Contemplation and practice feed each other; the two together make up the stage of silence before God. In prayer we remain speechless, we simply place ourselves before the Lord. To a degree, we remain silent in our practice as well, for in our involvements, in our daily work, we do not talk about God all the time; we do indeed live in God, but not by discoursing on God. as Ecclesiastes says, “there is a time to keep silence, and a time to speak” (3:7b). Silence, the time of quiet, is first act and the necessary mediation for the time of speaking about the Lord or doing theology, which is second act.
The time of silence is the time of loving encounter with God and of prayer and commitment; it is a time of “staying with him” (John 1:39). As the experience of human love shows us, in this kind of encounter we enter depths and regions that are ineffable. When words do not suffice, when they are incapable of communicating what is experienced at the effective level, then we are fully engaged in loving. And when words are incapable of showing forth our experience, we fall back on symbols, which are another way of remaining silent. For when we use a symbol, we do not speak; we let an object or gesture speak for us. This is precisely how we proceed in the liturgy; symbolic language is the language of a love that transcends words.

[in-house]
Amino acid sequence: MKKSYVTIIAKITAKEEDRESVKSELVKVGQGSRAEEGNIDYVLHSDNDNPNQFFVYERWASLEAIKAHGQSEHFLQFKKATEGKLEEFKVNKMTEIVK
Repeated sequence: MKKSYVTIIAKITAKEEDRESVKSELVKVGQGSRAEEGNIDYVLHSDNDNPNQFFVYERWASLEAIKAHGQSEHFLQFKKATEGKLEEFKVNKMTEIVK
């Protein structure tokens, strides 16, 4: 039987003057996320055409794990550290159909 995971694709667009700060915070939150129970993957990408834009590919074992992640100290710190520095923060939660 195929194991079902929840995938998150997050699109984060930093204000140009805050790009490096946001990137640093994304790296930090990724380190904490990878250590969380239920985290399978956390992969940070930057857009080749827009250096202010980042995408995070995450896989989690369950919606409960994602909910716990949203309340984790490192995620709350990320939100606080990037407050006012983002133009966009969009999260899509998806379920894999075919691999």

This is why images of human love are so often used in the Bible in speaking of the relations between God and the people of God. When two lovers fall silent and simply remain in each other’s presence, they know they are experiencing love of each other at a deeper level. Silence, contemplation, and practice are all necessary mediations in thinking about God and doing theology. Theology will then be speech that has been enriched by silence. This reflective discourse will in turn feed the silence of contemplation and practice, and give it new dimensions.
–Gustavo Gutierrez, On Job: God-Talk and the Suffering of the Innocent, xiii-xiv.